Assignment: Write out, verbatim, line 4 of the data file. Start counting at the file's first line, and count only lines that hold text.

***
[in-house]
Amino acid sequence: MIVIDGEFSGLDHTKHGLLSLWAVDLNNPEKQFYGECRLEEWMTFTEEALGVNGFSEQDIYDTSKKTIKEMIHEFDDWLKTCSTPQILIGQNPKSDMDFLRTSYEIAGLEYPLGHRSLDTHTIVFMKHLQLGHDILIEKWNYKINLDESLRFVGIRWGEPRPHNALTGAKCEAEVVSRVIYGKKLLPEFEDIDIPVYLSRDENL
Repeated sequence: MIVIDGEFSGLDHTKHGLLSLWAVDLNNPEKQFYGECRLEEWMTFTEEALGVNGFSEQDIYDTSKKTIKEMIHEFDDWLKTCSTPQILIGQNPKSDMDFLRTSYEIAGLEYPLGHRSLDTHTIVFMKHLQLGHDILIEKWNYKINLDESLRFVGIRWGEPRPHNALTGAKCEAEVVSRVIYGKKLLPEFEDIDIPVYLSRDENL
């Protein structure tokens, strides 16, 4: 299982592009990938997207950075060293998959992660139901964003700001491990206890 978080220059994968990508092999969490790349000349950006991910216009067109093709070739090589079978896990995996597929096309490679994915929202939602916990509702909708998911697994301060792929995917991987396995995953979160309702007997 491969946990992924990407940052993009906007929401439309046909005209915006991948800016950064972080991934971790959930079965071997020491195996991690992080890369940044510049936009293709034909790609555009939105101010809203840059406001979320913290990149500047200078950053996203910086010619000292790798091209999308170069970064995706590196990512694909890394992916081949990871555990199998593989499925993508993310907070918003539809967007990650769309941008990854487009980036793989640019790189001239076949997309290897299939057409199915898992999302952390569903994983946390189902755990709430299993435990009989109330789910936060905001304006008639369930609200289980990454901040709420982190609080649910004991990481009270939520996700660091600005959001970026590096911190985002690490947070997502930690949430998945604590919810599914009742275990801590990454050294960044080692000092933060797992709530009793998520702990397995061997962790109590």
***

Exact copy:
């Protein structure tokens, strides 16, 4: 299982592009990938997207950075060293998959992660139901964003700001491990206890 978080220059994968990508092999969490790349000349950006991910216009067109093709070739090589079978896990995996597929096309490679994915929202939602916990509702909708998911697994301060792929995917991987396995995953979160309702007997 491969946990992924990407940052993009906007929401439309046909005209915006991948800016950064972080991934971790959930079965071997020491195996991690992080890369940044510049936009293709034909790609555009939105101010809203840059406001979320913290990149500047200078950053996203910086010619000292790798091209999308170069970064995706590196990512694909890394992916081949990871555990199998593989499925993508993310907070918003539809967007990650769309941008990854487009980036793989640019790189001239076949997309290897299939057409199915898992999302952390569903994983946390189902755990709430299993435990009989109330789910936060905001304006008639369930609200289980990454901040709420982190609080649910004991990481009270939520996700660091600005959001970026590096911190985002690490947070997502930690949430998945604590919810599914009742275990801590990454050294960044080692000092933060797992709530009793998520702990397995061997962790109590």